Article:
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principles
aperiodic crystals
biological macromolecules
crystal growth and characterization of materials
crystallographic computing
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crystallography in art and cultural heritage
crystallography of materials
electron crystallography
high pressure
inorganic and mineral structures
international tables
journals
magnetic structures
mathematical and theoretical crystallography
neutron scattering
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quantum crystallography
small-angle scattering
structural chemistry
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congress
2020 iucr xxv
2017 iucr xxiv
2014 iucr xxiii
2011 iucr xxii
2008 iucr xxi
2005 iucr xx
2002 iucr xix
1999 iucr xviii
1996 iucr xvii
1993 iucr xvi
1990 iucr xv
1987 iucr xiv
1984 iucr xiii
1981 iucr xii
1978 iucr xi
1975 iucr x
1972 iucr ix
1969 iucr viii
1966 iucr vii
1963 iucr vi
1960 iucr v
1957 iucr iv
1954 iucr iii
1951 iucr ii
1948 iucr i

people
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agre
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curl
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klug
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pauling
perutz
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sumner
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walker
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watson
wilkins
yonath

resources
commissions
aperiodic crystals
biological macromolecules
crystal growth and characterization of materials
crystallographic computing
crystallographic nomenclature
crystallographic teaching
crystallography in art and cultural heritage
crystallography of materials
electron crystallography
high pressure
inorganic and mineral structures
international tables
journals
magnetic structures
mathematical and theoretical crystallography
neutron scattering
NMR crystallography
powder diffraction
quantum crystallography
small-angle scattering
structural chemistry
synchrotron radiation
xafs

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Problems arising from the interface between the mathematical theory of probability and statistics and the practising experimentalist are not confined to procedural issues. One cannot tackle such problems without realizing their important philosophical component originating from the need to justify the lack of rigour and the unavoidable approximations in the treatment of experimental data. For this reason, the attention of the non-specialist is drawn to the two main interpretations of probability used by statisticians.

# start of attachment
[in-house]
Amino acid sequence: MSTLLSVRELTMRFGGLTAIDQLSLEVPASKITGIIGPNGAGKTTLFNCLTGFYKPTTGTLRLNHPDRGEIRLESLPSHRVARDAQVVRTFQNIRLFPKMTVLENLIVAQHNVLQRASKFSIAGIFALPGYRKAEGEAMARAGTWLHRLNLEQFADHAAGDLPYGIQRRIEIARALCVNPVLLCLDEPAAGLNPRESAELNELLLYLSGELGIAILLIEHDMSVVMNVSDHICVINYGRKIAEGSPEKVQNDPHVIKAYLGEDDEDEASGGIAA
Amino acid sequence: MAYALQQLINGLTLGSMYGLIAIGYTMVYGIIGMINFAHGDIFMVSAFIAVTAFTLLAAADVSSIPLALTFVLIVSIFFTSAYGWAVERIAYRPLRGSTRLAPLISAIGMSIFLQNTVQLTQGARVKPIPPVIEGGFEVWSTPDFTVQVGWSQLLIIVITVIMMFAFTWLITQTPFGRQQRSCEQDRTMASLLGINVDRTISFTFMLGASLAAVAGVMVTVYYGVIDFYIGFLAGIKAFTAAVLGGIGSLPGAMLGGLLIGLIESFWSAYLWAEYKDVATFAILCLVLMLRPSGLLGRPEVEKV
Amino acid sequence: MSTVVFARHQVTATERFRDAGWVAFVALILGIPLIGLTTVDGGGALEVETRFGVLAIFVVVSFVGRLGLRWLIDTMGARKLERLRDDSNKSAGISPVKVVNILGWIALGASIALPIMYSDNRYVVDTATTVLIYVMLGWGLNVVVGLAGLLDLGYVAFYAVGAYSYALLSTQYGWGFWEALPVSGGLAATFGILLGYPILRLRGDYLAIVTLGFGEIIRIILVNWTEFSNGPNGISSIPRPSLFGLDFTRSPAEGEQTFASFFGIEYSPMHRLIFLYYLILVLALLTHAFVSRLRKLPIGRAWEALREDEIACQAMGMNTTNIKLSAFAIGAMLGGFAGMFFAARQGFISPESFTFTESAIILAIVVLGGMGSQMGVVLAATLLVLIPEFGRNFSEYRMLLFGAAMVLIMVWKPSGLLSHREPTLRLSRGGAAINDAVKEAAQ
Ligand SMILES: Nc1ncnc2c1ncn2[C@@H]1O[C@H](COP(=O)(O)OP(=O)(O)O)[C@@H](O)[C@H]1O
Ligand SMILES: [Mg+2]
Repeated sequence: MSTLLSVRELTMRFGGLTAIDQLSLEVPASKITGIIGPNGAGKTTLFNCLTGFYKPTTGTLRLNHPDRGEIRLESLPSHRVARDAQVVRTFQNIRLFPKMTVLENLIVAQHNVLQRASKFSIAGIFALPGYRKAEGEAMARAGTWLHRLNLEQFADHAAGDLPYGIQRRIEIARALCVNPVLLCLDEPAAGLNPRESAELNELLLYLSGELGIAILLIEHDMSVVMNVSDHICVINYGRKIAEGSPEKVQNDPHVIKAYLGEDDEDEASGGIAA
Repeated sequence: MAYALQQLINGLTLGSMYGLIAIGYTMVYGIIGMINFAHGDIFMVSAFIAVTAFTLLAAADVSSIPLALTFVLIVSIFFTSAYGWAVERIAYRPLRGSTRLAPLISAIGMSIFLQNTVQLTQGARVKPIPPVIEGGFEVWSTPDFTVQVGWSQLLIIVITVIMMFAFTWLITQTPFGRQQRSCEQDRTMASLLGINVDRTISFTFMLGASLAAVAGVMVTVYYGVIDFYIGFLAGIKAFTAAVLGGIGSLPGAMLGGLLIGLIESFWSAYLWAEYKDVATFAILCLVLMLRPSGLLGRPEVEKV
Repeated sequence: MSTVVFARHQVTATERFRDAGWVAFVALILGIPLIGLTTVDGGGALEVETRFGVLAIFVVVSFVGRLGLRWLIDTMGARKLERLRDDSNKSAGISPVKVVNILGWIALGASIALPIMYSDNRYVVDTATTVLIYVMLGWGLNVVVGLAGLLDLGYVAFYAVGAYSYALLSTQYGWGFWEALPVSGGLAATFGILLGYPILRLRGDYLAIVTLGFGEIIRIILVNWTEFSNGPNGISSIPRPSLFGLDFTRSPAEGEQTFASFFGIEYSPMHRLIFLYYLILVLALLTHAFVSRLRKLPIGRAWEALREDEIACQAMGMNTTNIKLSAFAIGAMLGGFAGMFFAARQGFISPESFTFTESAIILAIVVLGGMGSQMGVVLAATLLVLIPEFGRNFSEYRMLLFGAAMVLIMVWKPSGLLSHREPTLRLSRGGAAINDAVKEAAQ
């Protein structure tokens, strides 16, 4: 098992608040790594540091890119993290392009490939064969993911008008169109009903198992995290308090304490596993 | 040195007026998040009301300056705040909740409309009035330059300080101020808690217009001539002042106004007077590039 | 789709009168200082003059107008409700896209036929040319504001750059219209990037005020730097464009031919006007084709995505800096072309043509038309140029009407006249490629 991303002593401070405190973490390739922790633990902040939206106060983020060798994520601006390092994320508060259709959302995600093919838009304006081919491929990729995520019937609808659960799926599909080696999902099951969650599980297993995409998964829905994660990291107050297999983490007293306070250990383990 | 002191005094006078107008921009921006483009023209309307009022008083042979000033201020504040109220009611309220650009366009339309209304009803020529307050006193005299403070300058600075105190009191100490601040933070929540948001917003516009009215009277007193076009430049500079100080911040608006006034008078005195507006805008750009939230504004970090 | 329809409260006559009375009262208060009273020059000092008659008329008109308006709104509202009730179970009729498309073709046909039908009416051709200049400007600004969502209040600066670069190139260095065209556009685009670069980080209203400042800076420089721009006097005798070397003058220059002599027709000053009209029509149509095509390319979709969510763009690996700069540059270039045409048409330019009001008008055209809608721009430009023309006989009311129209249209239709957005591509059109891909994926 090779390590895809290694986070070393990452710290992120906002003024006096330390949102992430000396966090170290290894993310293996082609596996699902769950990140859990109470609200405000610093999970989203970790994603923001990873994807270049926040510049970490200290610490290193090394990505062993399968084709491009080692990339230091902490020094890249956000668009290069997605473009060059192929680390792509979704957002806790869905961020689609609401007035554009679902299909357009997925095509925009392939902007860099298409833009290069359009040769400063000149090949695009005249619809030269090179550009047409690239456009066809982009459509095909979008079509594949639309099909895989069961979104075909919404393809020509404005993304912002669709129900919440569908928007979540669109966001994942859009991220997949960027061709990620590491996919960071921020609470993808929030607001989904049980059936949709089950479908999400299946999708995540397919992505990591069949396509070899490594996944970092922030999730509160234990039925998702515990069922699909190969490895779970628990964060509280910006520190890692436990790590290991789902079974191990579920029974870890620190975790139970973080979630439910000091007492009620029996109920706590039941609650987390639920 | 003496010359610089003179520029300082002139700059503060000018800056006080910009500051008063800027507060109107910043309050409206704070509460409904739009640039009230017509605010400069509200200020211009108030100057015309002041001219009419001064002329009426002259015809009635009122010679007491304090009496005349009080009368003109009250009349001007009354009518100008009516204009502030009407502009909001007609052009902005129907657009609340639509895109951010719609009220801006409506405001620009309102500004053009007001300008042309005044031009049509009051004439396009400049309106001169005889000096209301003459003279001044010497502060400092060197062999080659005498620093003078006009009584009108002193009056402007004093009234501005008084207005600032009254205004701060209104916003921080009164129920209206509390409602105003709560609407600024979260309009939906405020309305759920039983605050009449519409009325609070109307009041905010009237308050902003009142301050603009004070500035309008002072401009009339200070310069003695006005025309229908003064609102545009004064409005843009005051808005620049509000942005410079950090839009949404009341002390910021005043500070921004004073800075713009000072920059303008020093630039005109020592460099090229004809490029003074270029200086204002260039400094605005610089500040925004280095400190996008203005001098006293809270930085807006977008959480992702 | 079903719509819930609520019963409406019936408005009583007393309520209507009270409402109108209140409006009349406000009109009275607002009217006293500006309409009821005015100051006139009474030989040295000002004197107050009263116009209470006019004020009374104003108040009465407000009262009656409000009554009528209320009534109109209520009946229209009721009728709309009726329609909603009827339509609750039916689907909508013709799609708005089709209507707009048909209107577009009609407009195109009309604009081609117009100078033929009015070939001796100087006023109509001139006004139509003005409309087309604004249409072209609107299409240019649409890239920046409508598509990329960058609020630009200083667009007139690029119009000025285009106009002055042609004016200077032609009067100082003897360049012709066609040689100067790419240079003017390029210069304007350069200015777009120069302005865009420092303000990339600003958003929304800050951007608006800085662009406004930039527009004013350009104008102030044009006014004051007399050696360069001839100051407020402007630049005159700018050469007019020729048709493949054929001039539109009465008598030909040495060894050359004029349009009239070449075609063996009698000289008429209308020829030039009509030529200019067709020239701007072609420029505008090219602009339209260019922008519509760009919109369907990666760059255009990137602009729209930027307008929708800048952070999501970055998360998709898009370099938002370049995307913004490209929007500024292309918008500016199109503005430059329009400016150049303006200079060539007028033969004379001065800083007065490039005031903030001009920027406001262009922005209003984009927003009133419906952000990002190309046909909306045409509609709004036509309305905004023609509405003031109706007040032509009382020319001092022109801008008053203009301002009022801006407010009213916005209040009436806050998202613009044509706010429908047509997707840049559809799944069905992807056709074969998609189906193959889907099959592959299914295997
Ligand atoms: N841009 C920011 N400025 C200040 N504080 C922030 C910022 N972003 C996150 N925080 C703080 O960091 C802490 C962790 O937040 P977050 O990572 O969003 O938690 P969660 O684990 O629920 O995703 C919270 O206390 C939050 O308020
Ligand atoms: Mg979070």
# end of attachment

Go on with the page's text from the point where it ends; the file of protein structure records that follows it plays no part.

In the **frequentist** point of view, the probability of an event is taken to be equal to the limit of the relative frequency of the chosen event with respect to all possible events as the number of trials goes to infinity. The appeal of the frequentist approach for physical scientists lies in the apparent objectivity of its treatment of data. Almost all textbooks of statistics written for physical scientists follow this approach (*e.g.* Hamilton, 1964).

On the other hand, the **Bayesian** approach extends the interpretation of probability to include degrees of belief or knowledge in propositions. We pass from the probability of events (frequentist) to the probability of propositions (Bayesian). Nevertheless the axioms used to define the mathematical properties of probability remain unchanged. Consequently many of the statistical procedures of the two approaches are identical, apart from some changes of emphasis. The Bayesian approach is very scantily mentioned in textbooks for physical scientists (see however, French, 1978; Box & Tiao, 1973).

The frequentist school reproaches the Bayesians for their apparent lack of objectivity. The Bayesians consider that objectivity in statistics is illusory, noting that everything is interpreted through the use of preconceived models. Most physical scientists argue in terms of frequentist concepts but implicitly use a more subjective or Bayesian touch in dealing with their experimental data. Often encountered-expressions like 'the probable value of a parameter' are meaningful only in the Bayesian framework (French & Oatley, 1982).

* Copies of NIST Technical Note 1297 may be obtained from the NIST Calibration Program or from Dr. B.N. Taylor or Dr. C.E. Kuyatt, National Institute of Standards and Technology, Gaithersburg, MD 20899, USA.

© 1989, 1995 International Union of Crystallography

Updated 18th Sept. 1996

The International Union of Crystallography is a non-profit scientific union serving the world-wide interests of crystallographers and other scientists employing crystallographic methods.

© International Union of Crystallography